Social Comparisons and Deception Across Workplace Hierarchies: Field and Experimental Evidence
Benjamin G. Edelman
Harvard University - HBS Negotiations, Organizations and Markets Unit
Harvard Business School - Negotiation, Organizations and Markets Unit
August 22, 2013
Harvard Business School NOM Unit Working Paper No. 09-096
We examine how unfavorable social comparisons differentially spur employees of varying hierarchical levels to engage in deception. Drawing on literatures in social psychology and workplace self-esteem, we theorize that negative comparisons with peers could cause either junior or senior employees to seek to improve reported relative performance measures via deception. In a first study, we use deceptive self-downloads on SSRN, the leading working paper repository in the social sciences, to show that employees higher in a hierarchy are more likely to engage in deception, particularly when the employee has enjoyed a high level of past success. In a second study, we confirm this finding in two scenario-based experiments. Our results suggest that longer-tenured and more successful employees face a greater loss of self-esteem from negative social comparisons, and are more likely engage in deception in response to reported performance that is lower than that of peers.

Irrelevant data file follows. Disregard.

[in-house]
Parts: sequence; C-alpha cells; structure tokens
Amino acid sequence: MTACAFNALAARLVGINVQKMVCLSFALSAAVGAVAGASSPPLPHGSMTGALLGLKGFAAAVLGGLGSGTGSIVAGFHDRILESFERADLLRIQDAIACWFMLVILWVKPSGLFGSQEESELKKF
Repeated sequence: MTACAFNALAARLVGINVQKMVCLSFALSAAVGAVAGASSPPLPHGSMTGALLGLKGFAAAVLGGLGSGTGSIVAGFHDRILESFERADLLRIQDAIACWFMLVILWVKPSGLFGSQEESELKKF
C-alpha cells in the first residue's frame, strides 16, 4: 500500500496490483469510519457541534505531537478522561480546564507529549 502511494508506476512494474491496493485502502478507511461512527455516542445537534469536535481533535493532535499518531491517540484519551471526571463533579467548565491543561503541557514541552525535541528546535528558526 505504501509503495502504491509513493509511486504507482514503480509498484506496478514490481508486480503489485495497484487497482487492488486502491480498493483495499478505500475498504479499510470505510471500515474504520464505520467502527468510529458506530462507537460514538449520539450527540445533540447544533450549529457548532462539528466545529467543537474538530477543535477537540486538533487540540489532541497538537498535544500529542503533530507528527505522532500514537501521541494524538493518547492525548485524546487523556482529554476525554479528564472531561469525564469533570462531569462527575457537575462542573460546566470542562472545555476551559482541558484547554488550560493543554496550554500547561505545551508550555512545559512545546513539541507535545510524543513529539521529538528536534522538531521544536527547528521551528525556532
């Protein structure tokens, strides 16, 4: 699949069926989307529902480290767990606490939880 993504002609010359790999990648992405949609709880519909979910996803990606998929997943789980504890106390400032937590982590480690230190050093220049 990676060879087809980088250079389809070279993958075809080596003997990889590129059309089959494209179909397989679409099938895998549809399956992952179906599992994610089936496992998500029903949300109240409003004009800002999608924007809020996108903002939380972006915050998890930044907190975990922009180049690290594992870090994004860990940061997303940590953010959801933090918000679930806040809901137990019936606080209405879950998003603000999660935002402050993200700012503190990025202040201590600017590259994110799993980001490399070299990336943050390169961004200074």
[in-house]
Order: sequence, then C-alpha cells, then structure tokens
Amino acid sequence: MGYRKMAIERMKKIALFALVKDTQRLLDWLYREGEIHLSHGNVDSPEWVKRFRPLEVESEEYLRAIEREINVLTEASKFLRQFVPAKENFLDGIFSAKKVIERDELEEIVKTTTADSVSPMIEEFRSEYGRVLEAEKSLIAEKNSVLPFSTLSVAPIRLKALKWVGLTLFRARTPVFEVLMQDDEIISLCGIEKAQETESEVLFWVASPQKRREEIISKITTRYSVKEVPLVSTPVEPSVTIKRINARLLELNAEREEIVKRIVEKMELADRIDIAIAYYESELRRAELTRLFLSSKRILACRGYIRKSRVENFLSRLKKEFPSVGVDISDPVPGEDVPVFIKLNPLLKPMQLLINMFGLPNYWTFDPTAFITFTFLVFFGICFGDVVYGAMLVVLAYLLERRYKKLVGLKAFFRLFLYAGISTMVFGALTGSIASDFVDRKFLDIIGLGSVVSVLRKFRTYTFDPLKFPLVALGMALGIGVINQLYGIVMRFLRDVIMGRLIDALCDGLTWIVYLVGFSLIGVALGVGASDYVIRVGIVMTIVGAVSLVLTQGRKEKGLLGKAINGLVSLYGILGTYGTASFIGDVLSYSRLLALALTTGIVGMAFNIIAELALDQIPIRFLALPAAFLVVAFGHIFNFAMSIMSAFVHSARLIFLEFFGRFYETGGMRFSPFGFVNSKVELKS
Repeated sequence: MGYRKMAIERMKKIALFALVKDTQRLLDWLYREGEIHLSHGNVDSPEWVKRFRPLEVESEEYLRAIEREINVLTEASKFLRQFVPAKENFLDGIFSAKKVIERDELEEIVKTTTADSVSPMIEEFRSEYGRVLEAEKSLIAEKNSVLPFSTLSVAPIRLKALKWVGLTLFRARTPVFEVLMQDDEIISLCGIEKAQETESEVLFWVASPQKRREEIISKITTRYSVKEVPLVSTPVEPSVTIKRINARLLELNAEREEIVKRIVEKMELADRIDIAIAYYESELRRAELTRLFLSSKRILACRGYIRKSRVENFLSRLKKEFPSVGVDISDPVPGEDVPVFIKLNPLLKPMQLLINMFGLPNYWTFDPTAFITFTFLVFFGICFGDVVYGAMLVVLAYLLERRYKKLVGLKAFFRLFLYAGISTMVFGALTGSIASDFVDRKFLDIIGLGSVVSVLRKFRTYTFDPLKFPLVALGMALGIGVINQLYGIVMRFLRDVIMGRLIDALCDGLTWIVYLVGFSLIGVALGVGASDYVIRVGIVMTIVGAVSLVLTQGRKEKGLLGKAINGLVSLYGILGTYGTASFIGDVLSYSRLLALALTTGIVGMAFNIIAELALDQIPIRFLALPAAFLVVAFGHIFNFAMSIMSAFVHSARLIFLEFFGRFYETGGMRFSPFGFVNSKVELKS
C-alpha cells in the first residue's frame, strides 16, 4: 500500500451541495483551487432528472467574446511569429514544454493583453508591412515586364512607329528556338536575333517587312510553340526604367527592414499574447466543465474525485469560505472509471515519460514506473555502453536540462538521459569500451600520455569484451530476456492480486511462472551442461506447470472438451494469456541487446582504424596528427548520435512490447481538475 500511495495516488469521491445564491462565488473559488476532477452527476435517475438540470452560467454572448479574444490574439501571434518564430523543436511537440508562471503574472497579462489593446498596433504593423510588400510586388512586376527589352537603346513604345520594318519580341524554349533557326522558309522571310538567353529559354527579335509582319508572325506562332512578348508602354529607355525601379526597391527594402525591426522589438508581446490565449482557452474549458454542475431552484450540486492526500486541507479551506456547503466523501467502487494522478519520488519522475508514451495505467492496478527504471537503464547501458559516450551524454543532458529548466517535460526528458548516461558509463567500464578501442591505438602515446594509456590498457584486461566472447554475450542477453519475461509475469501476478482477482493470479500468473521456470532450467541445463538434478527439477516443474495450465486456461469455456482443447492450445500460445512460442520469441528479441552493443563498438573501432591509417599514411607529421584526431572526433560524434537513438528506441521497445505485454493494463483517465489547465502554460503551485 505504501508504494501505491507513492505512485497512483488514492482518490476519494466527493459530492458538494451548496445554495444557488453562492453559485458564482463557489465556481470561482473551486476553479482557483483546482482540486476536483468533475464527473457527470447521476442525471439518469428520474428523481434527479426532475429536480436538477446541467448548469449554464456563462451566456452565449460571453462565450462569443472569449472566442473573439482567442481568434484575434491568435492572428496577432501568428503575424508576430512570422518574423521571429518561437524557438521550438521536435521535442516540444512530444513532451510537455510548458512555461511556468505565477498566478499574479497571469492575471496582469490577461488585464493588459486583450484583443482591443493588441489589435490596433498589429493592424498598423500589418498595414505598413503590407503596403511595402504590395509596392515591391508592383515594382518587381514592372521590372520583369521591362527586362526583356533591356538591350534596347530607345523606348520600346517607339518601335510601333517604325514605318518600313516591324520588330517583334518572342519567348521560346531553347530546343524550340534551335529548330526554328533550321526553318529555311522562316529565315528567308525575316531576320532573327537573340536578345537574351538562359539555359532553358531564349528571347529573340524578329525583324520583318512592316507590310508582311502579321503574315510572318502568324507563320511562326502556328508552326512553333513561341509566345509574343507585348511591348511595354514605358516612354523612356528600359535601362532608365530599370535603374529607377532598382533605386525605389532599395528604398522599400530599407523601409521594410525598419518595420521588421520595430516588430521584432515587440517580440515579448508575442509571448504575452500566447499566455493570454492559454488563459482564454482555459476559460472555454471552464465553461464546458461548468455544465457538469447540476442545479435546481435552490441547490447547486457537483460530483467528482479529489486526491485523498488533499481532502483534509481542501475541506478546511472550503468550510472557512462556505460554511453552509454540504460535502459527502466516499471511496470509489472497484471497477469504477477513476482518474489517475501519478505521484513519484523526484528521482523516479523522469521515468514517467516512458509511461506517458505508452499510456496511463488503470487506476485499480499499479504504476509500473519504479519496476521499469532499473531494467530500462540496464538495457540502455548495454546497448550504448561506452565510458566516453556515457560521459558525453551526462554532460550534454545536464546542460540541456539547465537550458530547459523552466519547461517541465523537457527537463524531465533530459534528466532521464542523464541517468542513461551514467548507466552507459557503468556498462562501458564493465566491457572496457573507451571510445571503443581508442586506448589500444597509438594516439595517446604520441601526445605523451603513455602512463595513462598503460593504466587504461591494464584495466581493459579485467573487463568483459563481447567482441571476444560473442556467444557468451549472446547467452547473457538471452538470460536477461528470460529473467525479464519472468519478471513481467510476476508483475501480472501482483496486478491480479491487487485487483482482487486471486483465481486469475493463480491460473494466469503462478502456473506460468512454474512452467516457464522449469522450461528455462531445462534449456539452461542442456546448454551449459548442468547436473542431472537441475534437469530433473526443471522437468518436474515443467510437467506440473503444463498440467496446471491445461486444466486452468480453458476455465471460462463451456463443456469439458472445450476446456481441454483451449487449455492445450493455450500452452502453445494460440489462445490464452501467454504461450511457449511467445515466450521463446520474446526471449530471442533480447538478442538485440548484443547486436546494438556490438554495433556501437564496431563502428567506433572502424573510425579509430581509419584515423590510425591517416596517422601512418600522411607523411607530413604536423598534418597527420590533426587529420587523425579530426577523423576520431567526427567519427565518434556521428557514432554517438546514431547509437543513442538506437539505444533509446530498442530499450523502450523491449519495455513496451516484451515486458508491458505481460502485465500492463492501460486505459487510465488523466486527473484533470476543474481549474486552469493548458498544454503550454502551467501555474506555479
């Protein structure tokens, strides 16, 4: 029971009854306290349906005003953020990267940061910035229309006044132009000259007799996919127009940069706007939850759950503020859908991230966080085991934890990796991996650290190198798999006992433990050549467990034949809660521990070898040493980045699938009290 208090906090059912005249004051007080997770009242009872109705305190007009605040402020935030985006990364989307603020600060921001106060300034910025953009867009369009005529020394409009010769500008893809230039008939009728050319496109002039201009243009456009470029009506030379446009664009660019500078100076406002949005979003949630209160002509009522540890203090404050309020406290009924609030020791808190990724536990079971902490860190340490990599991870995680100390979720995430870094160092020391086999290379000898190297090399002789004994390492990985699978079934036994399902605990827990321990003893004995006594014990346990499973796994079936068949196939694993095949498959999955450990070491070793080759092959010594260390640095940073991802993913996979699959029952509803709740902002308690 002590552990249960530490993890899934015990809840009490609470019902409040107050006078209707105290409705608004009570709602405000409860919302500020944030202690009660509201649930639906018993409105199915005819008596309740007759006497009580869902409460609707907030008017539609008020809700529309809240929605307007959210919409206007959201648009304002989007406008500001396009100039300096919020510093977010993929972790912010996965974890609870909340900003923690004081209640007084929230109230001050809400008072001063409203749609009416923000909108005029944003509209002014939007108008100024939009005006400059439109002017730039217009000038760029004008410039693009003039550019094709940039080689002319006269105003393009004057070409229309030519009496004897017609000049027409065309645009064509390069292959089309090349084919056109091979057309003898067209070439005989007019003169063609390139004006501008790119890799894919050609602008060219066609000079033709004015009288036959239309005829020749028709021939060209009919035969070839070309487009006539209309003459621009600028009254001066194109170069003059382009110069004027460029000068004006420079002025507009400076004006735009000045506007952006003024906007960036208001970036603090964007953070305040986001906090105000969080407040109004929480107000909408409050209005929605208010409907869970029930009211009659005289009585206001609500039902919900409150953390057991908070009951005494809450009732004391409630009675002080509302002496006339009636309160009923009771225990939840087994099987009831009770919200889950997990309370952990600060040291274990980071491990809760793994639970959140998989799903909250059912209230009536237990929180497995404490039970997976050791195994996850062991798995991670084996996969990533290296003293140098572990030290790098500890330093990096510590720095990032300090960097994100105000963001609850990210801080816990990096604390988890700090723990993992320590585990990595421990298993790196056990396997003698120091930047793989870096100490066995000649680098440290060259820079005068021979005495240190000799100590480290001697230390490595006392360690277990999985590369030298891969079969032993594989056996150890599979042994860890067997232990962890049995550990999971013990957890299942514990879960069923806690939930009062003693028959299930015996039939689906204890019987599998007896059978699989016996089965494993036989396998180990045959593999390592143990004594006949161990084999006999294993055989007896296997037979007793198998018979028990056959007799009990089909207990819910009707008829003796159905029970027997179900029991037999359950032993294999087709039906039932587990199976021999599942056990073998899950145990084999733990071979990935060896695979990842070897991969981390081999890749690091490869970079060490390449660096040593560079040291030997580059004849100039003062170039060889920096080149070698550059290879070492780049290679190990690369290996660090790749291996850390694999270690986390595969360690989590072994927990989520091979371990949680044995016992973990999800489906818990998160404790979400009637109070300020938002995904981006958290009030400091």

Number of Pages in PDF File: 32working papers series
Date posted: February 19, 2009 ; Last revised: August 22, 2013
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